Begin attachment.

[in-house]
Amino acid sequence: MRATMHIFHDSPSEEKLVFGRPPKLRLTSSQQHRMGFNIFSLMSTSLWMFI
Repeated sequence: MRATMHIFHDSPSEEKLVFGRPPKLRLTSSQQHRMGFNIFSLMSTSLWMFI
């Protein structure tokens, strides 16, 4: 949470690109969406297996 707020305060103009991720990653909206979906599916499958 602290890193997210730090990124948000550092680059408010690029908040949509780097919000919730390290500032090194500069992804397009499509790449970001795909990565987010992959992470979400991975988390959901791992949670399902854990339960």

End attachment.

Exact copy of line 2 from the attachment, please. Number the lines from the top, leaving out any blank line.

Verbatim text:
Amino acid sequence: MRATMHIFHDSPSEEKLVFGRPPKLRLTSSQQHRMGFNIFSLMSTSLWMFI